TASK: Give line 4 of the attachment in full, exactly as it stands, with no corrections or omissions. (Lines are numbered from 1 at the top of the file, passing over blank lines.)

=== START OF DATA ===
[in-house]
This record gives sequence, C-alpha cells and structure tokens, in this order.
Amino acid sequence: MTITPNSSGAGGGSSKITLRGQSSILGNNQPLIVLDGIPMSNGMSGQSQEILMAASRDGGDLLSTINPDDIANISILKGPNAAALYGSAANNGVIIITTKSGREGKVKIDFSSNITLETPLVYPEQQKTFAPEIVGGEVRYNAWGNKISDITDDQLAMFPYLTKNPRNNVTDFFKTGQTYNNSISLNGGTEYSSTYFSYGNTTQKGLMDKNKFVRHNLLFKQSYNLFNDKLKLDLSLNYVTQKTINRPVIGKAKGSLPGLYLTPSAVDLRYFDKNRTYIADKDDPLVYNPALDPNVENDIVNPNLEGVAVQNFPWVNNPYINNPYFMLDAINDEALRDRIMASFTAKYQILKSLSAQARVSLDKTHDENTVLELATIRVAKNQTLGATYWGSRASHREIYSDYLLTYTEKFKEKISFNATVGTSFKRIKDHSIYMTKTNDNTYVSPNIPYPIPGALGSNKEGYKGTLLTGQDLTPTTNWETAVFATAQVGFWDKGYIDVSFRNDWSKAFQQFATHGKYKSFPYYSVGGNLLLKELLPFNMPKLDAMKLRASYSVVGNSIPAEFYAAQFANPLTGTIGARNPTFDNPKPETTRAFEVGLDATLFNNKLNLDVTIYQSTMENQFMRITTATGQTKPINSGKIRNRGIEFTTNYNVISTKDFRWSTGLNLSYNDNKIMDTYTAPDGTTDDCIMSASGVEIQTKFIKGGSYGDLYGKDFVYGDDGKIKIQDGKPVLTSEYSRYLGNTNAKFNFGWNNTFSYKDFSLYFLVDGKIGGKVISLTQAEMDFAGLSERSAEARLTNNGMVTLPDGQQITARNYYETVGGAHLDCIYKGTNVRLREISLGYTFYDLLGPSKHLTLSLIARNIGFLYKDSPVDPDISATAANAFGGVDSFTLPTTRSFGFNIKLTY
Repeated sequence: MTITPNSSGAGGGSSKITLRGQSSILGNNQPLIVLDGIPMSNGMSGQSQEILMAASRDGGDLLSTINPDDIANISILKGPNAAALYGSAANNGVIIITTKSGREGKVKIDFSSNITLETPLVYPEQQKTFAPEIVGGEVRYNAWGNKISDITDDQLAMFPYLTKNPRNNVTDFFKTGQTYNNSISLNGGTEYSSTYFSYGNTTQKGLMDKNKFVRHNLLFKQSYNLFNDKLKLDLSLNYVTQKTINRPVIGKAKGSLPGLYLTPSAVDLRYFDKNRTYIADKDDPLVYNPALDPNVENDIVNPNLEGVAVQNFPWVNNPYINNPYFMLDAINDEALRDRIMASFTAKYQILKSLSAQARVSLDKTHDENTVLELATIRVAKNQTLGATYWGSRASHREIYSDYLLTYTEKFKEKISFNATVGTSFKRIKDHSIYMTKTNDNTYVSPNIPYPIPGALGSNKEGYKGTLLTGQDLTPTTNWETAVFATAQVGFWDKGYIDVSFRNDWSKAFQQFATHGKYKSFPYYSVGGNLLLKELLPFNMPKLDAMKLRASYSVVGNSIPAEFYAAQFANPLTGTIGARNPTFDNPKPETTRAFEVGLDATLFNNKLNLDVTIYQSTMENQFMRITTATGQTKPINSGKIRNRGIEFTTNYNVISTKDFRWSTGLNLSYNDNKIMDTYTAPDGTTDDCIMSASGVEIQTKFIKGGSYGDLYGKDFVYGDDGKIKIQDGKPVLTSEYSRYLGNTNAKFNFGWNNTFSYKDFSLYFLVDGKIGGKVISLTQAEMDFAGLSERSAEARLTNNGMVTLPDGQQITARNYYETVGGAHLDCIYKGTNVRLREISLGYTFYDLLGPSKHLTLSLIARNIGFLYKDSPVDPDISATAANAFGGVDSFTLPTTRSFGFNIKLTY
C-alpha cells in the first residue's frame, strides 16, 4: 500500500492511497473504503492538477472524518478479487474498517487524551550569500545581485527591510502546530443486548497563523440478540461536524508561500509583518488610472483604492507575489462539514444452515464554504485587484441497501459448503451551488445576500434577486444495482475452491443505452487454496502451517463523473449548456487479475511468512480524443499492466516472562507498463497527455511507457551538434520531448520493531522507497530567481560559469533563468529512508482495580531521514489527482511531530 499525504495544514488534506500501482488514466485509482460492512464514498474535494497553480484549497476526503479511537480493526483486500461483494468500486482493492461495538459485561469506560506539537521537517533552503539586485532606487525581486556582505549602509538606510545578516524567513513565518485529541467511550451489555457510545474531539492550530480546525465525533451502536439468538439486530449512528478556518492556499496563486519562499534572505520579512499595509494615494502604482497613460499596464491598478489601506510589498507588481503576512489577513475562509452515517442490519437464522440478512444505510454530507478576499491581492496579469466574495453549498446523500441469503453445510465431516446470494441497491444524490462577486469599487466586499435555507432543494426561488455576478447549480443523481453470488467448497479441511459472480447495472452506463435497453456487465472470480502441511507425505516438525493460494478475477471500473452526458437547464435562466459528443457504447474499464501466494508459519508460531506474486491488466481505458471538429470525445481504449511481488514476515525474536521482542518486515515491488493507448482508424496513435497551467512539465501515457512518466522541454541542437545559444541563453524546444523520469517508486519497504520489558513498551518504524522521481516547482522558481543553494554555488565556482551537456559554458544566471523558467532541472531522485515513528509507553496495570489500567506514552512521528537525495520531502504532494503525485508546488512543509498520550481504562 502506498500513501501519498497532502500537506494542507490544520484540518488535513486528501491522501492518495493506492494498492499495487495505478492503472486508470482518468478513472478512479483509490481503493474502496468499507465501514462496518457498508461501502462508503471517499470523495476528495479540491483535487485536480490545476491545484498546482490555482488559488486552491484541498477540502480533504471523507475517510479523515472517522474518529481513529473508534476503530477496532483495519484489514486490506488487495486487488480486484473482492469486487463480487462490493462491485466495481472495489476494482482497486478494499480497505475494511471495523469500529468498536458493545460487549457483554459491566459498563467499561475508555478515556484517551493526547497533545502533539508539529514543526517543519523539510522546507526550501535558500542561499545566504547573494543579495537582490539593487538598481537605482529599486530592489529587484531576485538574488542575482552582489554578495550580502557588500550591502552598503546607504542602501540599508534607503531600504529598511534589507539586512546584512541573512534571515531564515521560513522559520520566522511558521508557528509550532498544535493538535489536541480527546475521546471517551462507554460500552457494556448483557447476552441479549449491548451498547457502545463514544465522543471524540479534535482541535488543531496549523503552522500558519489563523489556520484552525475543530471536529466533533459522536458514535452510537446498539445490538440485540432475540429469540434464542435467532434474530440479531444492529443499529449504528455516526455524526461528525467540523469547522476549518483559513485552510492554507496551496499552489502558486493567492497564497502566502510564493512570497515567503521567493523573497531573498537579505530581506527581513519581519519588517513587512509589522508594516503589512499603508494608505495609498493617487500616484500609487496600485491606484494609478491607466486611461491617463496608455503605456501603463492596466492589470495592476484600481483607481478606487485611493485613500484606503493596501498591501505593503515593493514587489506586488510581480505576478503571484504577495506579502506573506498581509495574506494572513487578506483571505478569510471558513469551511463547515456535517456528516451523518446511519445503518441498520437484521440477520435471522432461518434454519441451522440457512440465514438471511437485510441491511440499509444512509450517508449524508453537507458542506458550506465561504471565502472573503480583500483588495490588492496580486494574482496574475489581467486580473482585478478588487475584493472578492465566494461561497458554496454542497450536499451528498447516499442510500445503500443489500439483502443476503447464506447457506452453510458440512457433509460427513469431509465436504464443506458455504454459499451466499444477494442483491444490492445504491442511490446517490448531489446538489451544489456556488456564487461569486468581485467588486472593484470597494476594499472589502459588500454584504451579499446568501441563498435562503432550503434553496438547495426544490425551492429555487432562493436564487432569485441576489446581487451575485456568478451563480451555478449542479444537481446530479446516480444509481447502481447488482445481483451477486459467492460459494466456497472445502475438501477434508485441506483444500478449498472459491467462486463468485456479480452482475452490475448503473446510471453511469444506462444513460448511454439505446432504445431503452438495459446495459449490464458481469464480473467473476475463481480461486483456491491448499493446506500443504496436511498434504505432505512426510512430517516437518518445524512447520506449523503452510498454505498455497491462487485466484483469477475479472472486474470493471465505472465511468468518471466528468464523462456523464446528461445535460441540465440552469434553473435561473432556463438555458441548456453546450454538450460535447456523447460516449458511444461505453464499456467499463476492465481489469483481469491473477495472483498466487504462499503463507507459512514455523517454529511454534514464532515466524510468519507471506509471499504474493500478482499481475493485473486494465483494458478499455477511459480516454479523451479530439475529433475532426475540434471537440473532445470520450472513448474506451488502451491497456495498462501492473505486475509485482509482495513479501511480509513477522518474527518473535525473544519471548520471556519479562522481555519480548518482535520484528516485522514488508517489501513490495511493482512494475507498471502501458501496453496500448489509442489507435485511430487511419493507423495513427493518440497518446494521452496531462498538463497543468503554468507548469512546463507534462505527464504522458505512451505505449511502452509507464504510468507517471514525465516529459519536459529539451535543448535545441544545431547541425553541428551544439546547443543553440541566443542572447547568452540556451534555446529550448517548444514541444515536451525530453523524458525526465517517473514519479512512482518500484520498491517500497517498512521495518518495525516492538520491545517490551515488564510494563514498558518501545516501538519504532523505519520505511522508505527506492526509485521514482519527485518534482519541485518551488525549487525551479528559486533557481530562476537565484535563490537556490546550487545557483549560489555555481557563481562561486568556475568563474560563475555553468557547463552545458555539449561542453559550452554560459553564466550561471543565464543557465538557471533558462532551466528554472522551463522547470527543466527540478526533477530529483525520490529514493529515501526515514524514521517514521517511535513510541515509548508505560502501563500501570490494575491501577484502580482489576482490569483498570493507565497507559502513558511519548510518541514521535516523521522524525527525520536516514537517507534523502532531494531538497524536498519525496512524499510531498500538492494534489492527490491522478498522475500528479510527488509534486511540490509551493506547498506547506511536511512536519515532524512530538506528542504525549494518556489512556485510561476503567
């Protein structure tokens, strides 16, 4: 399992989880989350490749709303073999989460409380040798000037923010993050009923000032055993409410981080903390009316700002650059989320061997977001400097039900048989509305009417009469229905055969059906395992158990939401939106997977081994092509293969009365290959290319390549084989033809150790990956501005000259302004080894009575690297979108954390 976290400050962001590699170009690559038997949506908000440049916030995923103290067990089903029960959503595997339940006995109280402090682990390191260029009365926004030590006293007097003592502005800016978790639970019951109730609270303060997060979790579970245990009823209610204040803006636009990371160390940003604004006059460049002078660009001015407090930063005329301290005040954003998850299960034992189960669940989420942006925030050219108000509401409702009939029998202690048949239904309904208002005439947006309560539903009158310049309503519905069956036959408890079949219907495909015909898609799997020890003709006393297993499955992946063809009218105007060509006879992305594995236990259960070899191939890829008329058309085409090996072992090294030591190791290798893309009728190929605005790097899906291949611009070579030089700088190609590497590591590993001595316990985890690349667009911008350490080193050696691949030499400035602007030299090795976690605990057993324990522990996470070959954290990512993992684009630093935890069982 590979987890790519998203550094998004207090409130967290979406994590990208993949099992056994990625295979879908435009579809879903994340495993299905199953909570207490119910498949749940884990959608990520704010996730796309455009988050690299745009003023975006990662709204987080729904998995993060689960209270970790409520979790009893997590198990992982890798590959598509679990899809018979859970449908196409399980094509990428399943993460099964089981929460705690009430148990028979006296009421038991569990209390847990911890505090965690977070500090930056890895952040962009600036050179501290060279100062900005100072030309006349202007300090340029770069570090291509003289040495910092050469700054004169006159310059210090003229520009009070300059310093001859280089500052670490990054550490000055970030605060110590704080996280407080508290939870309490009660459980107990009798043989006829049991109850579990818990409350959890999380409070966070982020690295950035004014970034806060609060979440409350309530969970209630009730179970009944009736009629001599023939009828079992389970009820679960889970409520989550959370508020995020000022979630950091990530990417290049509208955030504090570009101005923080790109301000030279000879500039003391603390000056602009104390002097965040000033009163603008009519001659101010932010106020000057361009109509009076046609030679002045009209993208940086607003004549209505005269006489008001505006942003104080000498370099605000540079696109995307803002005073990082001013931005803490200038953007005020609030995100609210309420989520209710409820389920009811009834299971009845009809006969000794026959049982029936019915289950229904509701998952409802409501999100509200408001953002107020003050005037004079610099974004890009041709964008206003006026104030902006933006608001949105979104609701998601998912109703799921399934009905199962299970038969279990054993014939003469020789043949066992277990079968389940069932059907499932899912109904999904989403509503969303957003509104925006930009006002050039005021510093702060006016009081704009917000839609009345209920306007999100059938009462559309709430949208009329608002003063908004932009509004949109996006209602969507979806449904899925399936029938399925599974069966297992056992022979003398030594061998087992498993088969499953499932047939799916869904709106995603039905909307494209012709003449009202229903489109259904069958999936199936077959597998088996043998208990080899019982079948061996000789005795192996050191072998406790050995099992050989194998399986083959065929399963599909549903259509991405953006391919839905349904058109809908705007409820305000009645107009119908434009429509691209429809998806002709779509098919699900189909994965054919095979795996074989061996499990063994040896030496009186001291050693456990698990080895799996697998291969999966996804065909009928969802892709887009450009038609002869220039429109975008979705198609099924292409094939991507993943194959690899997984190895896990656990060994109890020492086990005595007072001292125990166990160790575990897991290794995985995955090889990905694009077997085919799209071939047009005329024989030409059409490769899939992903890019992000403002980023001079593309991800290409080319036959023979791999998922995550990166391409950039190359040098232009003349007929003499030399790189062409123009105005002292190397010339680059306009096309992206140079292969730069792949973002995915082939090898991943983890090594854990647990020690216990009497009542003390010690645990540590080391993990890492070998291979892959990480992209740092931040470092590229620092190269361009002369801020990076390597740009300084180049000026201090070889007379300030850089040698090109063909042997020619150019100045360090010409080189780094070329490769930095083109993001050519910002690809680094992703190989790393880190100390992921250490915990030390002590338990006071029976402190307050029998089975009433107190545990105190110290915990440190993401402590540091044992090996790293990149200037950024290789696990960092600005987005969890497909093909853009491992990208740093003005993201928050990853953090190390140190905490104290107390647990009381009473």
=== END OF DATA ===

Repeated sequence: MTITPNSSGAGGGSSKITLRGQSSILGNNQPLIVLDGIPMSNGMSGQSQEILMAASRDGGDLLSTINPDDIANISILKGPNAAALYGSAANNGVIIITTKSGREGKVKIDFSSNITLETPLVYPEQQKTFAPEIVGGEVRYNAWGNKISDITDDQLAMFPYLTKNPRNNVTDFFKTGQTYNNSISLNGGTEYSSTYFSYGNTTQKGLMDKNKFVRHNLLFKQSYNLFNDKLKLDLSLNYVTQKTINRPVIGKAKGSLPGLYLTPSAVDLRYFDKNRTYIADKDDPLVYNPALDPNVENDIVNPNLEGVAVQNFPWVNNPYINNPYFMLDAINDEALRDRIMASFTAKYQILKSLSAQARVSLDKTHDENTVLELATIRVAKNQTLGATYWGSRASHREIYSDYLLTYTEKFKEKISFNATVGTSFKRIKDHSIYMTKTNDNTYVSPNIPYPIPGALGSNKEGYKGTLLTGQDLTPTTNWETAVFATAQVGFWDKGYIDVSFRNDWSKAFQQFATHGKYKSFPYYSVGGNLLLKELLPFNMPKLDAMKLRASYSVVGNSIPAEFYAAQFANPLTGTIGARNPTFDNPKPETTRAFEVGLDATLFNNKLNLDVTIYQSTMENQFMRITTATGQTKPINSGKIRNRGIEFTTNYNVISTKDFRWSTGLNLSYNDNKIMDTYTAPDGTTDDCIMSASGVEIQTKFIKGGSYGDLYGKDFVYGDDGKIKIQDGKPVLTSEYSRYLGNTNAKFNFGWNNTFSYKDFSLYFLVDGKIGGKVISLTQAEMDFAGLSERSAEARLTNNGMVTLPDGQQITARNYYETVGGAHLDCIYKGTNVRLREISLGYTFYDLLGPSKHLTLSLIARNIGFLYKDSPVDPDISATAANAFGGVDSFTLPTTRSFGFNIKLTY